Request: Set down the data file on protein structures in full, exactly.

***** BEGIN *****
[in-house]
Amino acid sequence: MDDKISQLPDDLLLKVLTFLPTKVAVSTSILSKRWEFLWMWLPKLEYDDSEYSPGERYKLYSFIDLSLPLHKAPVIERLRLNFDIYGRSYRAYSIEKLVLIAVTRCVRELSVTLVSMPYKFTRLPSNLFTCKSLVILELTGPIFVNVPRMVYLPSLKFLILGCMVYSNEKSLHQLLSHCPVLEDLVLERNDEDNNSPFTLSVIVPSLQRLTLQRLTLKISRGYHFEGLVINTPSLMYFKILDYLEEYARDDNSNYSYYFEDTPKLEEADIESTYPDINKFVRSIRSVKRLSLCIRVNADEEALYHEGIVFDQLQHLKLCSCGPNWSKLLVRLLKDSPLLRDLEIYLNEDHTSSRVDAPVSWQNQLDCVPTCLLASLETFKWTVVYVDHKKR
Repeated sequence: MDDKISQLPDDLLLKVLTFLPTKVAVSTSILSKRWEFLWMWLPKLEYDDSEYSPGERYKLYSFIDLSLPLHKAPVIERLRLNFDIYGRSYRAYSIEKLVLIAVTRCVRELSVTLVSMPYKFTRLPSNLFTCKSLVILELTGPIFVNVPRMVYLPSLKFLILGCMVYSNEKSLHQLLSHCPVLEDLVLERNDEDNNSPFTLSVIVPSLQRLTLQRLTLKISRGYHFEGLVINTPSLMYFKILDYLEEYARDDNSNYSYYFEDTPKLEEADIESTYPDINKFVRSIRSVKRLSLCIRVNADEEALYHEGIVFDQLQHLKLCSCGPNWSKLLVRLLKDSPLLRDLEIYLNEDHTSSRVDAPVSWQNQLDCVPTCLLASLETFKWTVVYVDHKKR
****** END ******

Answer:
[in-house]
Amino acid sequence: MDDKISQLPDDLLLKVLTFLPTKVAVSTSILSKRWEFLWMWLPKLEYDDSEYSPGERYKLYSFIDLSLPLHKAPVIERLRLNFDIYGRSYRAYSIEKLVLIAVTRCVRELSVTLVSMPYKFTRLPSNLFTCKSLVILELTGPIFVNVPRMVYLPSLKFLILGCMVYSNEKSLHQLLSHCPVLEDLVLERNDEDNNSPFTLSVIVPSLQRLTLQRLTLKISRGYHFEGLVINTPSLMYFKILDYLEEYARDDNSNYSYYFEDTPKLEEADIESTYPDINKFVRSIRSVKRLSLCIRVNADEEALYHEGIVFDQLQHLKLCSCGPNWSKLLVRLLKDSPLLRDLEIYLNEDHTSSRVDAPVSWQNQLDCVPTCLLASLETFKWTVVYVDHKKR
Repeated sequence: MDDKISQLPDDLLLKVLTFLPTKVAVSTSILSKRWEFLWMWLPKLEYDDSEYSPGERYKLYSFIDLSLPLHKAPVIERLRLNFDIYGRSYRAYSIEKLVLIAVTRCVRELSVTLVSMPYKFTRLPSNLFTCKSLVILELTGPIFVNVPRMVYLPSLKFLILGCMVYSNEKSLHQLLSHCPVLEDLVLERNDEDNNSPFTLSVIVPSLQRLTLQRLTLKISRGYHFEGLVINTPSLMYFKILDYLEEYARDDNSNYSYYFEDTPKLEEADIESTYPDINKFVRSIRSVKRLSLCIRVNADEEALYHEGIVFDQLQHLKLCSCGPNWSKLLVRLLKDSPLLRDLEIYLNEDHTSSRVDAPVSWQNQLDCVPTCLLASLETFKWTVVYVDHKKR